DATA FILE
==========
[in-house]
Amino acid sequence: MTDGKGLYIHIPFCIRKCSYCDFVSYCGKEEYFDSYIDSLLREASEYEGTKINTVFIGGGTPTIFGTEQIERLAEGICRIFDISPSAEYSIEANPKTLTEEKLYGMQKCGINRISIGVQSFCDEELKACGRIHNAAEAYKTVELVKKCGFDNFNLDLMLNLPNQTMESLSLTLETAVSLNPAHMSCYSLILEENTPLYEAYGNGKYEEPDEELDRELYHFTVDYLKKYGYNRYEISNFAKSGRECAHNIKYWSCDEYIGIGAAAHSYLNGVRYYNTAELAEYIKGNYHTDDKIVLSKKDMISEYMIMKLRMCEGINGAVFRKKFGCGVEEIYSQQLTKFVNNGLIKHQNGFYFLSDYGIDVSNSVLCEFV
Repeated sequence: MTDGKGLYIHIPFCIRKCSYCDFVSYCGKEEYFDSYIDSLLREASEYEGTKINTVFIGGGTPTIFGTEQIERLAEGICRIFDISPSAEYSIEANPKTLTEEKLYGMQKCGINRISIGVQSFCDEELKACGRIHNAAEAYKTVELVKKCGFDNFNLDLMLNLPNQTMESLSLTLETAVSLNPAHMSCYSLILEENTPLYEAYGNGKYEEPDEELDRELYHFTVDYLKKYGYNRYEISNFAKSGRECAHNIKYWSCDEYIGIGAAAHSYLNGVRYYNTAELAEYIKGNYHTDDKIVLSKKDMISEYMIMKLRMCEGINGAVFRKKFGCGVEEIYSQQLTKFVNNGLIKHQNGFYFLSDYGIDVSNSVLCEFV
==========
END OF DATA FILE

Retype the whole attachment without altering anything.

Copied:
[in-house]
Amino acid sequence: MTDGKGLYIHIPFCIRKCSYCDFVSYCGKEEYFDSYIDSLLREASEYEGTKINTVFIGGGTPTIFGTEQIERLAEGICRIFDISPSAEYSIEANPKTLTEEKLYGMQKCGINRISIGVQSFCDEELKACGRIHNAAEAYKTVELVKKCGFDNFNLDLMLNLPNQTMESLSLTLETAVSLNPAHMSCYSLILEENTPLYEAYGNGKYEEPDEELDRELYHFTVDYLKKYGYNRYEISNFAKSGRECAHNIKYWSCDEYIGIGAAAHSYLNGVRYYNTAELAEYIKGNYHTDDKIVLSKKDMISEYMIMKLRMCEGINGAVFRKKFGCGVEEIYSQQLTKFVNNGLIKHQNGFYFLSDYGIDVSNSVLCEFV
Repeated sequence: MTDGKGLYIHIPFCIRKCSYCDFVSYCGKEEYFDSYIDSLLREASEYEGTKINTVFIGGGTPTIFGTEQIERLAEGICRIFDISPSAEYSIEANPKTLTEEKLYGMQKCGINRISIGVQSFCDEELKACGRIHNAAEAYKTVELVKKCGFDNFNLDLMLNLPNQTMESLSLTLETAVSLNPAHMSCYSLILEENTPLYEAYGNGKYEEPDEELDRELYHFTVDYLKKYGYNRYEISNFAKSGRECAHNIKYWSCDEYIGIGAAAHSYLNGVRYYNTAELAEYIKGNYHTDDKIVLSKKDMISEYMIMKLRMCEGINGAVFRKKFGCGVEEIYSQQLTKFVNNGLIKHQNGFYFLSDYGIDVSNSVLCEFV